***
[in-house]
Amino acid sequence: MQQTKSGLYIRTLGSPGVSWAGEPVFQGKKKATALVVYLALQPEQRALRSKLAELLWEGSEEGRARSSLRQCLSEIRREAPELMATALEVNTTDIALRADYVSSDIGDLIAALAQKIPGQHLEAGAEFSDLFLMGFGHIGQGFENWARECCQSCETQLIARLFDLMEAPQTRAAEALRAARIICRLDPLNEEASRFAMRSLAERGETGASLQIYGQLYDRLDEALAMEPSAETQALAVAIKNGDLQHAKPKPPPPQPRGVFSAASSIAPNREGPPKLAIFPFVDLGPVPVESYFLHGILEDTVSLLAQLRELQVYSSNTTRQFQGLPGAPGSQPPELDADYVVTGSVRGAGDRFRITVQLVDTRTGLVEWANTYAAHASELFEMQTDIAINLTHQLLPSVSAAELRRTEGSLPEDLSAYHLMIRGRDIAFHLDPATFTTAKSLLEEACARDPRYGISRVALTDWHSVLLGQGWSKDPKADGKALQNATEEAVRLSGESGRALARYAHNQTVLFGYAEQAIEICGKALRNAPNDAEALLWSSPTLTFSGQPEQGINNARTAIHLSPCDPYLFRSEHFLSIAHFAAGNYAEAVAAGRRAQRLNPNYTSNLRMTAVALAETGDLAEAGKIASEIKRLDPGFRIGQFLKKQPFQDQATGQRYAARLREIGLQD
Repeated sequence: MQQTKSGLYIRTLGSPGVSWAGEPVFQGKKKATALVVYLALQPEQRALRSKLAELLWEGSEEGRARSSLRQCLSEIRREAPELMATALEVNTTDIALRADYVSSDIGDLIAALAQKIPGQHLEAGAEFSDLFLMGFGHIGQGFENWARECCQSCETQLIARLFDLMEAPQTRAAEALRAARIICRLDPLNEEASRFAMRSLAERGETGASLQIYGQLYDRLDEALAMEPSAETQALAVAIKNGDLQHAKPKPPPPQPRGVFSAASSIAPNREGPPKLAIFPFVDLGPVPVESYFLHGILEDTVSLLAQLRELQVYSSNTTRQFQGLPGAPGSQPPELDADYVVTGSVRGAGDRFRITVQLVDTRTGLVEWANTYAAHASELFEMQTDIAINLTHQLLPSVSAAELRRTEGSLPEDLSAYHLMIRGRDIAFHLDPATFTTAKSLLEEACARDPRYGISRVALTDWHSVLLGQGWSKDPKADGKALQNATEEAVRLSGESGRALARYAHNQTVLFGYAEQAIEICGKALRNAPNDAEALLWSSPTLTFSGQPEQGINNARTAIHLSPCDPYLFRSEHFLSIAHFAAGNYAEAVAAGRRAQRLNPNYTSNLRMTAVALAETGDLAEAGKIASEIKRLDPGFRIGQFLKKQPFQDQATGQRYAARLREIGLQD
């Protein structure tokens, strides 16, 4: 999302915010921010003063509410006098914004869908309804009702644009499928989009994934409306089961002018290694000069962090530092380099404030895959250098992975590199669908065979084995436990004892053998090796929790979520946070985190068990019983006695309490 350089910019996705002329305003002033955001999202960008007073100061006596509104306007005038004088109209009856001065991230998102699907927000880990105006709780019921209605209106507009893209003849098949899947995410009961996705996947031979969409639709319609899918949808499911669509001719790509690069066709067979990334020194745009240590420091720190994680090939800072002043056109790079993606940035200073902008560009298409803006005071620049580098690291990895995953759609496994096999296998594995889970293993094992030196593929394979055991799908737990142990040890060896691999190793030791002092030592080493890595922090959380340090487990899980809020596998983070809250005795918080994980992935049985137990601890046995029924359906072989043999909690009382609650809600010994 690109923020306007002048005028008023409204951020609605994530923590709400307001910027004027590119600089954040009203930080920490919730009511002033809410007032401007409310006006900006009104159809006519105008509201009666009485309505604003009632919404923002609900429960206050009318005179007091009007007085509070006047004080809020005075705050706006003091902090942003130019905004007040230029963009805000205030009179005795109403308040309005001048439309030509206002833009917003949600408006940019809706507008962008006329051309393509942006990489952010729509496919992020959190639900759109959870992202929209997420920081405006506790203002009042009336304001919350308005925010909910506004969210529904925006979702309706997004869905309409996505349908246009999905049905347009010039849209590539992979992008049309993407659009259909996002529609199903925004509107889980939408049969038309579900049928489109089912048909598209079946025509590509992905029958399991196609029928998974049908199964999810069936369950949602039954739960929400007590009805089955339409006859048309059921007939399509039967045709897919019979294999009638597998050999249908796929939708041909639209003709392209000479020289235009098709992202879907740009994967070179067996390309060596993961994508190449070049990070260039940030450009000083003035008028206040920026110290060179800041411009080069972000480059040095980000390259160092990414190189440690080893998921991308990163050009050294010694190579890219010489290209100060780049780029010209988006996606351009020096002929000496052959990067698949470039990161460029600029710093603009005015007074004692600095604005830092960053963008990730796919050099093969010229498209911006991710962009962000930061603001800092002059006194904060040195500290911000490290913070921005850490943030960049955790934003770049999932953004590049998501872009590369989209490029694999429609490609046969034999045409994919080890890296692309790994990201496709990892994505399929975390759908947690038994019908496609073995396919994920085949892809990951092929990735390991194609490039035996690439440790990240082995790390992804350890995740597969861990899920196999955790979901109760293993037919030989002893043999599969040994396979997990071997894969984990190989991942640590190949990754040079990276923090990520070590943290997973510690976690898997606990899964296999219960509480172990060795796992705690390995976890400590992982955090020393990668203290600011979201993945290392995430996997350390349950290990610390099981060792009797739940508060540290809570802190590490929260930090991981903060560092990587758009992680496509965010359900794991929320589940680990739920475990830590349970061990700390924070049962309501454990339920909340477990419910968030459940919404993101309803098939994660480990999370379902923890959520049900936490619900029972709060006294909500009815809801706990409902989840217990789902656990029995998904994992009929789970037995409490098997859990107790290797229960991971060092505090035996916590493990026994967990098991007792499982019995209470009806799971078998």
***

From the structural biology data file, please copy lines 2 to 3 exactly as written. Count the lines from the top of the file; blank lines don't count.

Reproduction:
Amino acid sequence: MQQTKSGLYIRTLGSPGVSWAGEPVFQGKKKATALVVYLALQPEQRALRSKLAELLWEGSEEGRARSSLRQCLSEIRREAPELMATALEVNTTDIALRADYVSSDIGDLIAALAQKIPGQHLEAGAEFSDLFLMGFGHIGQGFENWARECCQSCETQLIARLFDLMEAPQTRAAEALRAARIICRLDPLNEEASRFAMRSLAERGETGASLQIYGQLYDRLDEALAMEPSAETQALAVAIKNGDLQHAKPKPPPPQPRGVFSAASSIAPNREGPPKLAIFPFVDLGPVPVESYFLHGILEDTVSLLAQLRELQVYSSNTTRQFQGLPGAPGSQPPELDADYVVTGSVRGAGDRFRITVQLVDTRTGLVEWANTYAAHASELFEMQTDIAINLTHQLLPSVSAAELRRTEGSLPEDLSAYHLMIRGRDIAFHLDPATFTTAKSLLEEACARDPRYGISRVALTDWHSVLLGQGWSKDPKADGKALQNATEEAVRLSGESGRALARYAHNQTVLFGYAEQAIEICGKALRNAPNDAEALLWSSPTLTFSGQPEQGINNARTAIHLSPCDPYLFRSEHFLSIAHFAAGNYAEAVAAGRRAQRLNPNYTSNLRMTAVALAETGDLAEAGKIASEIKRLDPGFRIGQFLKKQPFQDQATGQRYAARLREIGLQD
Repeated sequence: MQQTKSGLYIRTLGSPGVSWAGEPVFQGKKKATALVVYLALQPEQRALRSKLAELLWEGSEEGRARSSLRQCLSEIRREAPELMATALEVNTTDIALRADYVSSDIGDLIAALAQKIPGQHLEAGAEFSDLFLMGFGHIGQGFENWARECCQSCETQLIARLFDLMEAPQTRAAEALRAARIICRLDPLNEEASRFAMRSLAERGETGASLQIYGQLYDRLDEALAMEPSAETQALAVAIKNGDLQHAKPKPPPPQPRGVFSAASSIAPNREGPPKLAIFPFVDLGPVPVESYFLHGILEDTVSLLAQLRELQVYSSNTTRQFQGLPGAPGSQPPELDADYVVTGSVRGAGDRFRITVQLVDTRTGLVEWANTYAAHASELFEMQTDIAINLTHQLLPSVSAAELRRTEGSLPEDLSAYHLMIRGRDIAFHLDPATFTTAKSLLEEACARDPRYGISRVALTDWHSVLLGQGWSKDPKADGKALQNATEEAVRLSGESGRALARYAHNQTVLFGYAEQAIEICGKALRNAPNDAEALLWSSPTLTFSGQPEQGINNARTAIHLSPCDPYLFRSEHFLSIAHFAAGNYAEAVAAGRRAQRLNPNYTSNLRMTAVALAETGDLAEAGKIASEIKRLDPGFRIGQFLKKQPFQDQATGQRYAARLREIGLQD